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GUEST,ellen Origins: The Dewy Dens of Yarrow (44) RE: The Dewy Dens of Yarrow 20 Jan 00

You can often find old words in an unabridged dictionary, especially an older one. I have one from the 1930's which I bought for $1 at a library sale. (They should have kept it.)

"Marrow" means match or equal. It rhymes with arrow.

A plooman would indeed be a plowman. I was at a Scottish concert recently and heard this very pronunciation. Of course, this means that the lover was a peasant, which is why the nine men killed him.

I'm sure "looed" is "loved." "Looved" is a more common variation.

I think the reference to "her lover John" is a silly booboo. This kind of thing should be avoided. The songs are all clear that John was her brother. Keep in mind that from the days of King John (a horrible man) the name John has never been used for an English king. I think that the reference to her brother John, who stabs the poor guy in the back, is an echo of this.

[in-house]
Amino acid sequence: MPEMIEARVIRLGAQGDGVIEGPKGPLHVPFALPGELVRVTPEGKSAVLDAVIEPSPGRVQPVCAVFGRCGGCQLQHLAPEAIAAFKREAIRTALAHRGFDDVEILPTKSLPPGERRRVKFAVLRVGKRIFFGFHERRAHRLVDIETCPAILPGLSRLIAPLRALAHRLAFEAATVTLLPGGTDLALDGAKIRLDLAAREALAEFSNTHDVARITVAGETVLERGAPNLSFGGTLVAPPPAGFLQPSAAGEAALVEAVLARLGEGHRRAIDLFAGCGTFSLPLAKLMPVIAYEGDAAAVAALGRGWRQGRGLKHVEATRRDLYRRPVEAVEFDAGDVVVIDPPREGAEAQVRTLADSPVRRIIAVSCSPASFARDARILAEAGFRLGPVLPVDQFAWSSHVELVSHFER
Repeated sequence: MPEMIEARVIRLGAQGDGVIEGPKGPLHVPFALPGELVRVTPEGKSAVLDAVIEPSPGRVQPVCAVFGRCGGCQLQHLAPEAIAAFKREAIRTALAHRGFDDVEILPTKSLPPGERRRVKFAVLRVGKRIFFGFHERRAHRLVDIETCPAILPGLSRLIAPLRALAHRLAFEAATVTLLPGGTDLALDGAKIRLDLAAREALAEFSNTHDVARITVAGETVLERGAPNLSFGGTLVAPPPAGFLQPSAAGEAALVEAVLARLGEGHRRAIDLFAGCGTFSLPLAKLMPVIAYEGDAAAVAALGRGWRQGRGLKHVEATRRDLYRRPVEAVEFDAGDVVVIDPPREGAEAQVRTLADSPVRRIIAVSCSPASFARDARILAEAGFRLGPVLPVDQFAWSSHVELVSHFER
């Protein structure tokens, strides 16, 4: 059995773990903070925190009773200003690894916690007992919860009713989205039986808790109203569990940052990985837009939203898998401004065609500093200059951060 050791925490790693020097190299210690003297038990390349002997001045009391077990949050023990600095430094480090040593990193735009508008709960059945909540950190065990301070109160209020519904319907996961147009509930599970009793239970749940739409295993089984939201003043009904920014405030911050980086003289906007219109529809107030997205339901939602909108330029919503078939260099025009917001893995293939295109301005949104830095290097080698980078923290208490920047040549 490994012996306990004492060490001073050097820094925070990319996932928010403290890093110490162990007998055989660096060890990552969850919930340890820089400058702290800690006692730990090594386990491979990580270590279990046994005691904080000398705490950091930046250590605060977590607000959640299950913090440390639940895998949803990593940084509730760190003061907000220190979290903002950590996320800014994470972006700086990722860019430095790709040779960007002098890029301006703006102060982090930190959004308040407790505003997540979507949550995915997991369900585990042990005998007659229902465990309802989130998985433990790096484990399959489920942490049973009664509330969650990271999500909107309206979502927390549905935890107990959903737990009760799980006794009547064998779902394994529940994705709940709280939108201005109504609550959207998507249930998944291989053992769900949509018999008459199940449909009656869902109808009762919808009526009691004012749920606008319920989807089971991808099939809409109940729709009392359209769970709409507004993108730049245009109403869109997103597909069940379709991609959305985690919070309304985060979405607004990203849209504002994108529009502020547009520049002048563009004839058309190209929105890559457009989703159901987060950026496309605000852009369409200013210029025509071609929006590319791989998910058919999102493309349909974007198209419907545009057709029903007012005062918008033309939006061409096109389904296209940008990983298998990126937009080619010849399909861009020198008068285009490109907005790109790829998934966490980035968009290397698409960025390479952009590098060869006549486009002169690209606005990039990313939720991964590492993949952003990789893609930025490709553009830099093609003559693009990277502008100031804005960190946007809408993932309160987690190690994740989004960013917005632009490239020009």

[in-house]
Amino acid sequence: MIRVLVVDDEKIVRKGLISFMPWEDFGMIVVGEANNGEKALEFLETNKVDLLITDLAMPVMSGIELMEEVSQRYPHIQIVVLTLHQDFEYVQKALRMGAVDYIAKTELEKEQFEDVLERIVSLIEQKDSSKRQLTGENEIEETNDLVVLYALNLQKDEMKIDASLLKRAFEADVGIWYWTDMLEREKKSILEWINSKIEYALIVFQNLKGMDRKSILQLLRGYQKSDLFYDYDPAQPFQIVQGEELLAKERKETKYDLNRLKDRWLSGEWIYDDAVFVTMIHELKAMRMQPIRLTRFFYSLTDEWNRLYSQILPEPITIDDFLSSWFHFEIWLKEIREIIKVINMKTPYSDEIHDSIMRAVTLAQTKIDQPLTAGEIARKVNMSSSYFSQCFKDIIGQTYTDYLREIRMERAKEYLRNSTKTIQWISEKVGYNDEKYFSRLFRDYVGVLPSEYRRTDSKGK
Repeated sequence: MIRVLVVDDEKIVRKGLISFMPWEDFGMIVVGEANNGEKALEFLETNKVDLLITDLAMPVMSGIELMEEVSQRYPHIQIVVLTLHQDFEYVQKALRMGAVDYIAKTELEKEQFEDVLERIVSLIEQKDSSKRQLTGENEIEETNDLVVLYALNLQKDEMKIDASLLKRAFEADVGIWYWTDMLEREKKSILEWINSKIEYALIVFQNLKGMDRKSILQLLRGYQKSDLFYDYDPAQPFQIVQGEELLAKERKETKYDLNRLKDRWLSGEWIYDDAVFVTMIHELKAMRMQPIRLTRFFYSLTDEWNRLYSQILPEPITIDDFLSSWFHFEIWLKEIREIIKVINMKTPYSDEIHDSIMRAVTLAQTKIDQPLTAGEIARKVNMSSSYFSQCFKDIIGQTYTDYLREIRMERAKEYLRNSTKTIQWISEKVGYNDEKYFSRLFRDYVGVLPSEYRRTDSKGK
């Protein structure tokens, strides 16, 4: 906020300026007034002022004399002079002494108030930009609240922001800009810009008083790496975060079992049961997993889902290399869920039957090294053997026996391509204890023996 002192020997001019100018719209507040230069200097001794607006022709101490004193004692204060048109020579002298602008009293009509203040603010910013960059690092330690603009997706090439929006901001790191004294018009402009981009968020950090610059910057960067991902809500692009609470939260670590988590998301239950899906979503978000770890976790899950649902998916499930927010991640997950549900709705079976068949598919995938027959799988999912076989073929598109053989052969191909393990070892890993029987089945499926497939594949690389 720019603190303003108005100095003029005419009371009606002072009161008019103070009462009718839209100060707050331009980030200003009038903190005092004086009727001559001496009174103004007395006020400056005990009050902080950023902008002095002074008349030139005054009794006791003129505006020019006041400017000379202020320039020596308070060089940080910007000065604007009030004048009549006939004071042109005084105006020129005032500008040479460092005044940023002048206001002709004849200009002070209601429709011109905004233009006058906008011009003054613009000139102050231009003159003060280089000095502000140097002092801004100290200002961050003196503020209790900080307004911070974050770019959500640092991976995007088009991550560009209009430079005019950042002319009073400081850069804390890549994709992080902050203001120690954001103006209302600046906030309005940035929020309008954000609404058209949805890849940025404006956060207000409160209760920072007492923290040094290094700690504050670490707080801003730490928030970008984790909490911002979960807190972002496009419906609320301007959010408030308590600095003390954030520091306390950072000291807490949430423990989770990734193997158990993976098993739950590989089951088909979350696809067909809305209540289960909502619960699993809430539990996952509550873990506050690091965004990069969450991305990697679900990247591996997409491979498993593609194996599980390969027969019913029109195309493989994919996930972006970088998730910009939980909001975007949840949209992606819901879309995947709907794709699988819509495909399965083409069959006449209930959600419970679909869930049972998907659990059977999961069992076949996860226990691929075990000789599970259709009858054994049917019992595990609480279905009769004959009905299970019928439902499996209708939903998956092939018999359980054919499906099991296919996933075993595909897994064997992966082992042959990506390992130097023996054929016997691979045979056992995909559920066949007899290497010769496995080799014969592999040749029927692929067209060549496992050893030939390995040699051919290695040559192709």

"I doubt" can mean "I fear," rather than the modern "I don't believe." I don't think it ever means "I'm sure."

Yarrow is the place that the plowman is from. The dens are ravines, and they are sad and dull, or "dowie." Just the sort of unproductive land that a conquered people (now the peasants) are likely to be left with. I like to think that it is on the dark, north side of a rugged Scottish mountain.

When I sing this song, I like to stop after the father's speech about the lover's death. The other verses add hardly anything to the story. This is perfectly legal.

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